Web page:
We: What are the changes you feel from the time you started company and present scenario?
Things have been very different these days with entrepreneurship. While the challenges have reduced to start, as funding became available, it has become more difficult to sustain the company. Many first-second generation entrepreneurs are now investing heavily into start-ups as venture capitalists and angel investors. These days, you people are better positioned and can do the same stuff in half the time we took for it.

We: Do you think MBA is necessary to be an entrepreneur or otherwise what can be the benefits out of it?
MBA is not critical to start a business. I did not have it. However, getting management exposure is better after a stage. Initially you better get your feet wet a few times but need not learn everything the hard way. So, join a short-term course like the one by IIM/ISB, which focuses solely on entrepreneurs without any management degree. One place is NS Raghavan centre for Entrepreneurial learning at IIMB, which incubates companies in the starting phase.

We: We would like to know you views on Entrepreneurship in India as a country and your interest in it
“If India can make more entrepreneurs, everything else will fall into place. If I get a chance to research, my preferred topic would be something like, “Factors to enhance entrepreneurship in India?” I can take it as a project to genuinely find ways to increase entrepreneurship and get at least 10 different ventures to start and run successfully. This will help me find more answers to the question. I also have a passion towards teaching and mentoring. There is a huge need and potential for entrepreneurship in India.”

We: Can you please share your academic background and career path to be more particular?
“I had been into 9 different schools till I completed my CBSE in 1973-74. The longest duration I studied at a place is at REC, Trichy. I was born in Pune and belong to a Tamil Brahmin family. Whilst at school I have been to Chennai, Assam, Mumbai and Kashmir.. We have a Yahoo group called “KV Gill Nagar” which has people like actress Revathy. I had 4/5 I20s for admission to US Universities but soon realized that I didn’t want to go to the US, wanted to stay back even as my brother wished me to go. Then from 1979 to 1982, I worked with AV Thomas Software Research, a data centre company in Chennai as a Hardware Maintenance Engineer. Later I moved on to System software. From 1983 to 1987, I worked with Advent Computer Services Ltd as its first employee and helped build that to a 80 member team. When I left to form LINC, I was the CEO at Advent. In 1988, I went on to establish Linc Software with two friends.”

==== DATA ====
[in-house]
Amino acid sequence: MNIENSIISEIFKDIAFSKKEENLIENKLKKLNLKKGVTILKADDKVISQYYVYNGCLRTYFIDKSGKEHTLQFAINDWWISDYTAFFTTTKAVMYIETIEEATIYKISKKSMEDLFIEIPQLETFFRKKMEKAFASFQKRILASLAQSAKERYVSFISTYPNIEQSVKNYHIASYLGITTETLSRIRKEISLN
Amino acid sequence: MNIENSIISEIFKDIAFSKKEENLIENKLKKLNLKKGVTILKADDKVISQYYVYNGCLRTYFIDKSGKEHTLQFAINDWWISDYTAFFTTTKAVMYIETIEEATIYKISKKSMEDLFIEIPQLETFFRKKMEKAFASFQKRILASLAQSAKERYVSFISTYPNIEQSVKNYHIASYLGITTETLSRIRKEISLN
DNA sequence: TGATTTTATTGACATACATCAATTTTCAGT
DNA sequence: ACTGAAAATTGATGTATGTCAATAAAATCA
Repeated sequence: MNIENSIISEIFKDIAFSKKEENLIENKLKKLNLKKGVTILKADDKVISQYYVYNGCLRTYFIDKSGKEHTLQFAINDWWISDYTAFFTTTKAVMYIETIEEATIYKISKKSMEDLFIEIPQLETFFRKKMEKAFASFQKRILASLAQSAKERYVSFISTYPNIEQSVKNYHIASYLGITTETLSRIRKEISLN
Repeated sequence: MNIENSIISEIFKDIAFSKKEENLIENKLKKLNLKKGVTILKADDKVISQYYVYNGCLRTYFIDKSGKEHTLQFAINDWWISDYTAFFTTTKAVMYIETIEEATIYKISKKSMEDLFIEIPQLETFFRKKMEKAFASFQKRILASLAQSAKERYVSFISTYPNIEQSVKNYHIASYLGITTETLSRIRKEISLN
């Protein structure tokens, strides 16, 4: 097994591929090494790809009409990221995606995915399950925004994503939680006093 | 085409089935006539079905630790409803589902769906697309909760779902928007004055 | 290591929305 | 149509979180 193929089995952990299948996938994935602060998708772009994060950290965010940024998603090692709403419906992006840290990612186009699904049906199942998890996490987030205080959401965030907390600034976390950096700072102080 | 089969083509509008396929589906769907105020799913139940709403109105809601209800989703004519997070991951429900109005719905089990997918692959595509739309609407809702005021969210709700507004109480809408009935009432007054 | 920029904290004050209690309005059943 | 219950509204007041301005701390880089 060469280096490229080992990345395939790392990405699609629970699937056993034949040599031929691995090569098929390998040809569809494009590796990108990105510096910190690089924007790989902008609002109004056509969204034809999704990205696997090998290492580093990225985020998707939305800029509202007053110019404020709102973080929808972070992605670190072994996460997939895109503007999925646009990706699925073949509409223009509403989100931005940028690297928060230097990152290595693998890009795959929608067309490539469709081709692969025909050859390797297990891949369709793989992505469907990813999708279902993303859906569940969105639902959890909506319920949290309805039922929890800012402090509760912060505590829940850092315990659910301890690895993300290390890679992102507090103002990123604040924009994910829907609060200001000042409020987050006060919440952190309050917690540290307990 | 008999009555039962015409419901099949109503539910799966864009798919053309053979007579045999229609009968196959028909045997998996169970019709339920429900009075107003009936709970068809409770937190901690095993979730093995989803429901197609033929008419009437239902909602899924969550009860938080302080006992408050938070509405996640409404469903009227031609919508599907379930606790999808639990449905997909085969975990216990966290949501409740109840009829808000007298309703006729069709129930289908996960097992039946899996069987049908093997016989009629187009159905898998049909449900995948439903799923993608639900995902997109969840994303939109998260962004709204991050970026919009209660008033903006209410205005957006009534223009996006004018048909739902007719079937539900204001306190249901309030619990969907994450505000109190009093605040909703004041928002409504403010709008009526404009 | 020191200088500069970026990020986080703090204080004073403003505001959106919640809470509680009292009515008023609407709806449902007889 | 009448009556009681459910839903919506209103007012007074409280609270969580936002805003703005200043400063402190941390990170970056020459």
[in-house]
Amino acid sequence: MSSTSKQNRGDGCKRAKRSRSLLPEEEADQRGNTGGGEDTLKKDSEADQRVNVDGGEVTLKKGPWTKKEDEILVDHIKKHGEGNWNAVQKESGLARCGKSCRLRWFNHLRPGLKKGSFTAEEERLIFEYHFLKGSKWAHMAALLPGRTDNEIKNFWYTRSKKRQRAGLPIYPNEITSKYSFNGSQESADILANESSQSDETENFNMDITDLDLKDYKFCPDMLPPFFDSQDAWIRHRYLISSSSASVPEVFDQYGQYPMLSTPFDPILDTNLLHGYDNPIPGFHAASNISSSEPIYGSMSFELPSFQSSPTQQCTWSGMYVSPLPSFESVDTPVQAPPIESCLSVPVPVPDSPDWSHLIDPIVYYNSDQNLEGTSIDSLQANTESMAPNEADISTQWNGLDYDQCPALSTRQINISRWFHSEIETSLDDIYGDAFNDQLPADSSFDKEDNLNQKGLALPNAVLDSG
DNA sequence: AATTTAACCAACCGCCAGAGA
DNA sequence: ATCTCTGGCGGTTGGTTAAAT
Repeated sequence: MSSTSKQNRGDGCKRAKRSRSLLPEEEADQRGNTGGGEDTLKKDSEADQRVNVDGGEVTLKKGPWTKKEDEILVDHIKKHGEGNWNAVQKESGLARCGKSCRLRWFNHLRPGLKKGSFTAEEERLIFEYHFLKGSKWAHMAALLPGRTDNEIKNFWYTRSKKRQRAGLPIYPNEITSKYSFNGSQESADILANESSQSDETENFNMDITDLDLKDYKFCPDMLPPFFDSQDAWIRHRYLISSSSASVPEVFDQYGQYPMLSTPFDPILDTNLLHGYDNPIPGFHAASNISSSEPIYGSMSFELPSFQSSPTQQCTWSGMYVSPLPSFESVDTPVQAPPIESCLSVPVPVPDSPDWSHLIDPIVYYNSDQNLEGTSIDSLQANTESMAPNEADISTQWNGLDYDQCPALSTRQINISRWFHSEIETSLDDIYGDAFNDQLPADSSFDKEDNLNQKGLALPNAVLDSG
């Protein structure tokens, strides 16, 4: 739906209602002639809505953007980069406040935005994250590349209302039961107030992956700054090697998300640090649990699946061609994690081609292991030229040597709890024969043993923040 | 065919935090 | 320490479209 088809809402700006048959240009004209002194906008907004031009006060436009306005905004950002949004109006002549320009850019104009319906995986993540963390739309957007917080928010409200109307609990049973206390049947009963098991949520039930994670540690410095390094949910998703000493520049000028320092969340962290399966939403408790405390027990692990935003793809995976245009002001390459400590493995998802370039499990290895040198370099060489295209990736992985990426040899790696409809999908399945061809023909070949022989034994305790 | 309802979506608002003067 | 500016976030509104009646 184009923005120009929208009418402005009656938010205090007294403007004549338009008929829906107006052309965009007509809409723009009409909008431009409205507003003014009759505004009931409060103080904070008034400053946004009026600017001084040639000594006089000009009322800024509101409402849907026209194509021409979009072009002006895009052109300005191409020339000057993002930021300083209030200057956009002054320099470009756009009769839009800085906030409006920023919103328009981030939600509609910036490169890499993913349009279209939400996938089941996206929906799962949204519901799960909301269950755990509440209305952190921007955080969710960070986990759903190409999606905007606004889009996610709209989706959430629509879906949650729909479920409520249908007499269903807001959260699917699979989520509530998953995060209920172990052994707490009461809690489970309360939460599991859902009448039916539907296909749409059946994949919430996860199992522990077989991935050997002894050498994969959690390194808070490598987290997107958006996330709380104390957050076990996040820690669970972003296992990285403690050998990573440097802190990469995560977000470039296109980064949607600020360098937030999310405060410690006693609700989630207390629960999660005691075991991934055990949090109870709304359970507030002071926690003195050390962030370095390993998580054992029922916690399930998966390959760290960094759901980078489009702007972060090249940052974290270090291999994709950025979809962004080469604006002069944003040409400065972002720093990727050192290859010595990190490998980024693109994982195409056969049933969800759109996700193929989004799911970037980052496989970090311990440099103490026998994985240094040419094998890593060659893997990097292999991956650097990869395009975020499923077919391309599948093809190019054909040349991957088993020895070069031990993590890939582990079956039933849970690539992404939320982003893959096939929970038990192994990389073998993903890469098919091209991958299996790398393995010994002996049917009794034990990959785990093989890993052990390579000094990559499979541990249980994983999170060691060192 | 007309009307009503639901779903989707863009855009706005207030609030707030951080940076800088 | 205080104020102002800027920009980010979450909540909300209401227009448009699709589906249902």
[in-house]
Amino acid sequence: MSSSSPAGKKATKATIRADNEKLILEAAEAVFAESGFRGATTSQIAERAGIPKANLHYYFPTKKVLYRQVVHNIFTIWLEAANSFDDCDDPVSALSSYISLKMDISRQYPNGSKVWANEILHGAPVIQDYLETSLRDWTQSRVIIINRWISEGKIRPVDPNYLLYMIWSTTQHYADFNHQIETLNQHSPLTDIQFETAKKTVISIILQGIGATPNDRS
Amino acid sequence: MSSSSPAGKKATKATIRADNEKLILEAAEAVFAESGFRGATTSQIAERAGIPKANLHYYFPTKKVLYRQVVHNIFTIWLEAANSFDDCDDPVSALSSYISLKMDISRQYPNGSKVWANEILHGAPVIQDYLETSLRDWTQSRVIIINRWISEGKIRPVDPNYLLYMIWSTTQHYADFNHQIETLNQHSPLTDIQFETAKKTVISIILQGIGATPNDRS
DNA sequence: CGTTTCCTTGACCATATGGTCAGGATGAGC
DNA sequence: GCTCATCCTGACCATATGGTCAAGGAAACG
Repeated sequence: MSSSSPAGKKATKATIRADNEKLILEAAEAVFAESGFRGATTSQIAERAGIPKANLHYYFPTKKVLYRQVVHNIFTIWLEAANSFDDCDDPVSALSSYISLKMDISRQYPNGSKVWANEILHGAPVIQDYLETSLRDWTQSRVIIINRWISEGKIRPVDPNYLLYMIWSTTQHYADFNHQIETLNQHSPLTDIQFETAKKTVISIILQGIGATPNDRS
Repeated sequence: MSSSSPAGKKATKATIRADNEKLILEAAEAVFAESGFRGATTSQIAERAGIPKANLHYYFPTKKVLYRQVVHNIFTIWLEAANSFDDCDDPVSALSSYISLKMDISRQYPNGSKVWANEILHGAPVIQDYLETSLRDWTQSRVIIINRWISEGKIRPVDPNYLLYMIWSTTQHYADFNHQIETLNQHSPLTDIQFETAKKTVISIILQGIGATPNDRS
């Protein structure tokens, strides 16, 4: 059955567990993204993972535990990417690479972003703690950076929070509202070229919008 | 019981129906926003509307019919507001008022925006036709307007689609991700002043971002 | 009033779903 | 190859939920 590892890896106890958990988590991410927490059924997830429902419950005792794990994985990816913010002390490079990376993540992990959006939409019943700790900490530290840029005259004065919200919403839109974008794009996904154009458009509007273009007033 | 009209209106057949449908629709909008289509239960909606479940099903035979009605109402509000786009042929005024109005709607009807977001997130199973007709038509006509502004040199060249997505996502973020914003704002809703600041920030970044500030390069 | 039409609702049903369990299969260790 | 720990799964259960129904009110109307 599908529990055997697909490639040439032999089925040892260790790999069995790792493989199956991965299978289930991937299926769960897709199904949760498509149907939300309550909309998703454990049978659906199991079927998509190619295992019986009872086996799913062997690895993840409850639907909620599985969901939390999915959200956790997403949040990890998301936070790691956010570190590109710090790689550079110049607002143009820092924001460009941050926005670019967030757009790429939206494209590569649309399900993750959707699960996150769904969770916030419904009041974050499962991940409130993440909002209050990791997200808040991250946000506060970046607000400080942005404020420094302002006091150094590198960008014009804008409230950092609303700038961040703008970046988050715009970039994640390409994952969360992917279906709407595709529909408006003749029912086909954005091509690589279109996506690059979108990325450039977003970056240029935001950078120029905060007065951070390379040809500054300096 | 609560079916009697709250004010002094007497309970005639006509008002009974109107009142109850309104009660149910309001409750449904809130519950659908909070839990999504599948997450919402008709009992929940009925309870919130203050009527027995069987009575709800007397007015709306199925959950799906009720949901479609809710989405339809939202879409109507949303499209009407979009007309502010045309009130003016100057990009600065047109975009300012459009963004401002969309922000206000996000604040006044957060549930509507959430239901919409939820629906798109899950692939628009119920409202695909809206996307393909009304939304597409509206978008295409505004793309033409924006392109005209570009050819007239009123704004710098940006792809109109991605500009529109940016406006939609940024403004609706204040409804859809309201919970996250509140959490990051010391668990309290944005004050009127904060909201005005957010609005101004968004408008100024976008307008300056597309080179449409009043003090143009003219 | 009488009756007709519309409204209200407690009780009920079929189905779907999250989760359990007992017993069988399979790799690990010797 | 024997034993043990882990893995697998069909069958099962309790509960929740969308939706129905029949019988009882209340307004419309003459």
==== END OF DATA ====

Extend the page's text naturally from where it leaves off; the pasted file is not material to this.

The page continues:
We: What you would like to do if you get a chance to be student again?
“If I were to change something in my career path, I would like to write CAT after some years of experience in industry. Not that I regret not studying management, but it would have helped.”

(For further details on his journey as an entrepreneur, please do check http://www.koramangala.com/korasoft/1999/05.htm)

[We have tried our best to share whatever knowledge we gained by meeting Rajan. We expect your feedback so that we can continue the same series of interview with new and new faces that drive today’s world with what they learnt in our 800-acre campus known as RECT/NITT]

Think for a while of a RECTian (though they are many!!!)

  • Who is CEO of a company?
  • Who is among the heads of the best universities in US?
  • Who won an Oscar award?
  • Who is one of the top defense person of country?

…………………these are just a few of the roles that they have defined…now it is your turn to explore what u can be as a NITTian!

Anurag Saxena
Arpit Agarwal

(Sorry I forgot to introduce….we are the two stupids who belong to same campus… graduated in 2005…after launching Pragyan….joined our jobs in Bangalore…and become jobless in our own sense we are again playing with this new idea…please bear with us. BTW, we are posted at Bangalore and will be happy to get in touch with you. Also, if you wish to get in touch with Rajan, please contact us.)